Somatic experiencing

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Somatic Experiencing is a form of alternative therapy aimed at relieving the symptoms of post-traumatic stress disorder (PTSD) and other mental and physical trauma-related health problems by focusing on the client's perceived body sensations (or somatic experiences).

Sessions are normally done in person, and involve a client tracking his or her own experience.[1]:255–256 Practitioners are often mental health practitioners such as social workers, psychologists, or psychotherapists, but may also be nurses, physicians, bodyworkers, physical therapists, clergy, or members of other professions. Certified practitioners complete a three year training course (216 hours of instruction) and must complete 18 hours of case consultations and 12 hours of personal sessions. Somatic Experiencing is used for shock trauma in the short term and for developmental trauma as an adjunct to psychotherapy that may span years.

Somatic Experiencing attempts to promote awareness and release physical tension that remains in the aftermath of trauma. This occurs when survival responses (which can take the form of orienting, fight, flight or "freeze") of the autonomic nervous system are aroused, but are not fully discharged after the traumatic situation has passed.[1]:43–50[2]:38–40

Another element of Somatic Experiencing therapy is "pendulation",[1]:255 the movement between regulation and dysregulation. The client is helped to move to a state where he or she is dysregulated (i.e. is aroused or frozen, demonstrated by physical symptoms such as pain or numbness) and then iteratively helped to return to a state of regulation. The goal is to allow the client to resolve the physical and mental difficulties caused by the trauma, and thereby to be able to respond appropriately to everyday situations.

"Resources" are defined as anything that helps the client's autonomic nervous system return to a regulated state. This might be the memory of someone close to them, a physical item that might ground them in the present moment, or other supportive elements that minimize distress. In the face of arousal, "discharge" is facilitated to allow the client's body to return to a regulated state. Discharge may be in the form of tears, a warm sensation, the ability to breathe easily again, or other responses which demonstrate the autonomic nervous system returning to its baseline. The intention of this process is to reinforce the client's inherent capacity to self-regulate.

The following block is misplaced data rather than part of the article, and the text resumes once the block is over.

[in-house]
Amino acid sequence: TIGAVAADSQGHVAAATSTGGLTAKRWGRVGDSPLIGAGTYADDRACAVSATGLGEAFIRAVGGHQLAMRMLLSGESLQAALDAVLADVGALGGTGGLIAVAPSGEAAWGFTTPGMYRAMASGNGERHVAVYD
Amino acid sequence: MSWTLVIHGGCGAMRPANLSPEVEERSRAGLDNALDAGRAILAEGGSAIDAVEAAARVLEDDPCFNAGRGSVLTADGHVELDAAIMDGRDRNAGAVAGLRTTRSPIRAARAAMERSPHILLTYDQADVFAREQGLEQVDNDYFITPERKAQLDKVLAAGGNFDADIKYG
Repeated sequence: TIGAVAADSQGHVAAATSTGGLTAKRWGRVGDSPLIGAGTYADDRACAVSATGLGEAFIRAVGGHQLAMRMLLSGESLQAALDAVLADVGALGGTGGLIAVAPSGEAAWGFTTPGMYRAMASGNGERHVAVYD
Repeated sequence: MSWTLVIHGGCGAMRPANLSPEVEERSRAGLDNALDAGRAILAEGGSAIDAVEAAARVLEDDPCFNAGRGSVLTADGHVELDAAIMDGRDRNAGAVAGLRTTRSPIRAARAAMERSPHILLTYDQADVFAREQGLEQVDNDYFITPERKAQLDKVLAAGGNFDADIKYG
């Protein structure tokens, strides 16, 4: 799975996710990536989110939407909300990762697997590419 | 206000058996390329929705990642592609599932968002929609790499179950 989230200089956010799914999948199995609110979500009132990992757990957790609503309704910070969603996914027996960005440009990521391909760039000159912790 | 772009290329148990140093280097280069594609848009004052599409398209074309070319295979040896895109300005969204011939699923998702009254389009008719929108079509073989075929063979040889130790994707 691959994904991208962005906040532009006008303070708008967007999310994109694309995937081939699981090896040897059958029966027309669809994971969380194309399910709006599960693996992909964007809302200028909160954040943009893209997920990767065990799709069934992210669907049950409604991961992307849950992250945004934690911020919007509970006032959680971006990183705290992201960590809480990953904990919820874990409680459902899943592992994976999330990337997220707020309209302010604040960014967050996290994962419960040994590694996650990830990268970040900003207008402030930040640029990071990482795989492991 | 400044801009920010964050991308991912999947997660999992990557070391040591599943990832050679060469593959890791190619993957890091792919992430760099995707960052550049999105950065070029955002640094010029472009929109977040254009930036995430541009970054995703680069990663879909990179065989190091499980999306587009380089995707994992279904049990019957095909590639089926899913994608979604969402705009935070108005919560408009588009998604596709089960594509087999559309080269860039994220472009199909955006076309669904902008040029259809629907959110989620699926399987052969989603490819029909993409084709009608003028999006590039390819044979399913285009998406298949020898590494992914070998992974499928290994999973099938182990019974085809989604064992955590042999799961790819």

Somatic experiencing is used for both shock trauma and developmental trauma. Shock trauma is loosely defined as a single-episode traumatic event such as a car accident, natural disaster such as an earthquake, battlefield incident, physical attack, etc. Developmental trauma refers to various kinds of psychological damage that occur during child development when a child has insufficient or detrimental attention from the primary caregivers.[1]:99–125[need quotation to verify]

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References[edit]

  1. ^ a b c d Scaer, Robert C.: The Trauma Spectrum. Hidden Wounds and Human Resiliency. W.W. Norton & Company, N.Y. & London, 2005
  2. ^ Scaer, Robert C. (2001). The Body Bears the Burden: Trauma, Dissociation, and Disease. The Haworth Press. p. 275. ISBN 0789033348. Retrieved 6 February 2015.